After a SIM card is inserted into a device, and power is turned on, the wireless device begins to search for its relevant carrier or roaming carrier cell sites based on the device MCC MNC. (MCC = Mobile Carrier Code; MNC = Mobile Network Code). Neither the SIM nor the carrier cell site performs any cell site analytics or function beyond providing authentication. The carrier selection process is actually a function of the modem/module firmware within the device. Once the device operating system selects the correct carrier cell site, the device connects to the appropriate carrier and sends encrypted data stating who it is (identification) and what functions it wants to perform (request data connection). The data connection request includes a specified carrier APN name. (APN = The Access Point Name (APN) defines the network path for all cellular data connectivity.) The device “request for access” is sent around the carriers’ internal systems for authentication and permission verification. Once all internal carrier authentication processes are complete, the wireless carrier creates a data session between the device and the carrier.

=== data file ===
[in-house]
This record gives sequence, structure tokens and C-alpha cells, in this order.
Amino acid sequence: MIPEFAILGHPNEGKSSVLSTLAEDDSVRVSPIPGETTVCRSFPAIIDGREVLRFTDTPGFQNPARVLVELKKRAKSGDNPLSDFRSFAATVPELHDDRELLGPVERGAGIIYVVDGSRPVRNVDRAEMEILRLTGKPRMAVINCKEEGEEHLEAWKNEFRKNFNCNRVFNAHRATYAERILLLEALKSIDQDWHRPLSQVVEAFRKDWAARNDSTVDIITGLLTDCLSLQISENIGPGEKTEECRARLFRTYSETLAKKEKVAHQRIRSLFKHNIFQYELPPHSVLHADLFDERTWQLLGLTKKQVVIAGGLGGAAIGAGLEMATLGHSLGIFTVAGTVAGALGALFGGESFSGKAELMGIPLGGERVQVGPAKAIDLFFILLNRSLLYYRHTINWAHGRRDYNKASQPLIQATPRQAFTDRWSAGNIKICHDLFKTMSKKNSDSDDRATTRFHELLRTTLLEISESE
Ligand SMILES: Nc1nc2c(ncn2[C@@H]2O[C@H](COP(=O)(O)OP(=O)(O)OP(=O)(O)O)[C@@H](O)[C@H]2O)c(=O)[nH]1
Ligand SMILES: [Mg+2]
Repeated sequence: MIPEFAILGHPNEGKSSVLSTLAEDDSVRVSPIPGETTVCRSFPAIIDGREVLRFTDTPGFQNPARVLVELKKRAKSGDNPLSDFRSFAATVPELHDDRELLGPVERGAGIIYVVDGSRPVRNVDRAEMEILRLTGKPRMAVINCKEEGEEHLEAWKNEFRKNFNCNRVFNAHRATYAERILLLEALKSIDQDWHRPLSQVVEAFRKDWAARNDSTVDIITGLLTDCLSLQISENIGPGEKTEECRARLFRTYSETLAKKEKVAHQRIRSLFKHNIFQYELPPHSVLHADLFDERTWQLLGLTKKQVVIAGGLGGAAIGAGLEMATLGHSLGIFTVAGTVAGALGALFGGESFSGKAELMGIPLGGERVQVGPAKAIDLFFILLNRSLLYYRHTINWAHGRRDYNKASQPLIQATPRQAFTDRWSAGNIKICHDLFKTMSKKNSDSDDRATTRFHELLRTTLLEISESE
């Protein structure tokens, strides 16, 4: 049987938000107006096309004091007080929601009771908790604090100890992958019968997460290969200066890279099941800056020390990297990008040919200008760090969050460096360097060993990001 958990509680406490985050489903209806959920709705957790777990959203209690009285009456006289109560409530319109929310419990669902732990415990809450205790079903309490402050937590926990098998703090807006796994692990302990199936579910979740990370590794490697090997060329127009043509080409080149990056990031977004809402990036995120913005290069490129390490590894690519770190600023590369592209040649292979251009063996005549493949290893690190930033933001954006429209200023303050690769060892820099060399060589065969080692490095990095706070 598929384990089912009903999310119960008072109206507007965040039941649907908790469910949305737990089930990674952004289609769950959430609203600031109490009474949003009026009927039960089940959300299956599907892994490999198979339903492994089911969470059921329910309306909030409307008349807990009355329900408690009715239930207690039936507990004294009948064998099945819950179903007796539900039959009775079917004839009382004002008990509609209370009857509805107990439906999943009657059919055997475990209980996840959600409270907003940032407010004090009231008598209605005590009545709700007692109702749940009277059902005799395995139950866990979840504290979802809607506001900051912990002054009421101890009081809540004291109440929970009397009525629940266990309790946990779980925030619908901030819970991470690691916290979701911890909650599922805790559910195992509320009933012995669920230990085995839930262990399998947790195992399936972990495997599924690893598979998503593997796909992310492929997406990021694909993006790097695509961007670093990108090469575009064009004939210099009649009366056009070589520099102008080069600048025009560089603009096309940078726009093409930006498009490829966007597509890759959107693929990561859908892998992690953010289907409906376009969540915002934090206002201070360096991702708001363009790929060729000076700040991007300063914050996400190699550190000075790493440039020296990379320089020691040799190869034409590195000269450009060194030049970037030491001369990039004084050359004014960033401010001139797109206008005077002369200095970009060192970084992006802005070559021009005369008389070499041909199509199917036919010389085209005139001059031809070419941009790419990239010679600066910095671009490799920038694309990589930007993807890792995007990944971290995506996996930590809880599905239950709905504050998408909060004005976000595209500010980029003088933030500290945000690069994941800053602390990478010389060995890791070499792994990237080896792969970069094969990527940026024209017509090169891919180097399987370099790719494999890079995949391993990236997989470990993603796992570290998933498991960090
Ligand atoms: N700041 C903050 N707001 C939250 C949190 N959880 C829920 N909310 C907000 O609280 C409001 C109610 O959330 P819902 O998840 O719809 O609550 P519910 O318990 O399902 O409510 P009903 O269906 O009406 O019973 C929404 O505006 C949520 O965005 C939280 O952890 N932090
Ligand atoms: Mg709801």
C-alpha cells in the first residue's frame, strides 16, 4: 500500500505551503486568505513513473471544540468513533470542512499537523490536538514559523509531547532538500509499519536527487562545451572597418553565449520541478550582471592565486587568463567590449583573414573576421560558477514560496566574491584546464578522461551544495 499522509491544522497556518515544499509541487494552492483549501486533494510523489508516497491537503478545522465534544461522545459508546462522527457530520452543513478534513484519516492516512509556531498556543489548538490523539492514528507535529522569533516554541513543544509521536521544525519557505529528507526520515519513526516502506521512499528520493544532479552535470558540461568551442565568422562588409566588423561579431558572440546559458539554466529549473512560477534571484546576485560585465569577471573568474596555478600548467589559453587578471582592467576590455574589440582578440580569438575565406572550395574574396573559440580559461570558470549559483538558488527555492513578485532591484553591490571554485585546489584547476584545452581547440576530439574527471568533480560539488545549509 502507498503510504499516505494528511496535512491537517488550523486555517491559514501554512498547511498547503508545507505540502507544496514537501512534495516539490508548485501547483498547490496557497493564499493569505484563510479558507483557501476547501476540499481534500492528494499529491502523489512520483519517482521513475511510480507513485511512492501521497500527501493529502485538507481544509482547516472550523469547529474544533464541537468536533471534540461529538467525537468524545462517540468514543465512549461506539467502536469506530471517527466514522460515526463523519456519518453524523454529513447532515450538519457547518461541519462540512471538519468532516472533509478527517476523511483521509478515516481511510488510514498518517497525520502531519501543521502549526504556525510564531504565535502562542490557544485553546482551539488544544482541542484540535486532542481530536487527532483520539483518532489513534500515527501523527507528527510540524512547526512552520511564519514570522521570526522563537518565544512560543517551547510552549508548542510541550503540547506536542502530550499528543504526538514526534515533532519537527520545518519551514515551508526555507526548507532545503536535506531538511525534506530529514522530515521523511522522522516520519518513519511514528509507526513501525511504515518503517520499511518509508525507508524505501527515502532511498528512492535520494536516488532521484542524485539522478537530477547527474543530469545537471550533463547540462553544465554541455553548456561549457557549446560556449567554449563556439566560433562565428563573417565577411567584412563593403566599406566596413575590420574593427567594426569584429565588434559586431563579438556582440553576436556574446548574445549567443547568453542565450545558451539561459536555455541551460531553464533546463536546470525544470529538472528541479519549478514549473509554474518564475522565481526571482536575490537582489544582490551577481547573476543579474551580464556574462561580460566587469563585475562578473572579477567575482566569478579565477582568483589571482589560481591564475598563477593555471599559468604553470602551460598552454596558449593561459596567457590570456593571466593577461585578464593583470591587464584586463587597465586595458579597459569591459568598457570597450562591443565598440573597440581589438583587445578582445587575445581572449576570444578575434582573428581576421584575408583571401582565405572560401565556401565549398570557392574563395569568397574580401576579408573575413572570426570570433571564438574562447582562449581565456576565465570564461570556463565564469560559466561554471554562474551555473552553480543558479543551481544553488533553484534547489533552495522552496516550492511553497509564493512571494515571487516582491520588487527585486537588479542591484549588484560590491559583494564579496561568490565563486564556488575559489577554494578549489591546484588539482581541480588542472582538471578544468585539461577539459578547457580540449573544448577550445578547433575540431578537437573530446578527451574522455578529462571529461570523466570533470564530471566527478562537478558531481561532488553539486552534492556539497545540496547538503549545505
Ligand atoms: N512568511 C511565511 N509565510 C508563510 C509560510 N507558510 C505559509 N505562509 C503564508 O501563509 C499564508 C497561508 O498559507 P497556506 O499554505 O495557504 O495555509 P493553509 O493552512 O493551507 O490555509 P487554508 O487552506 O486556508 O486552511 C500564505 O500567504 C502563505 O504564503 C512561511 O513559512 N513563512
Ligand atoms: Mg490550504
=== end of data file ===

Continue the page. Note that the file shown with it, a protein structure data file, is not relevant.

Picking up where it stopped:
What's been the evolution of the SIM Card?
SIM cards, and their respective form factors, have evolved over the last 20 years. Originally designed to fit into older, larger phones, the SIM technology has decreased in size and increased in functionality by way of the ESIM.
- - 2ff – Mini SIM
- - 3ff – Micro SIM
- - 4ff – Nano SIM
- - eSIM – Embedded SIM
- - iSIM – Integrated/Virtual SIM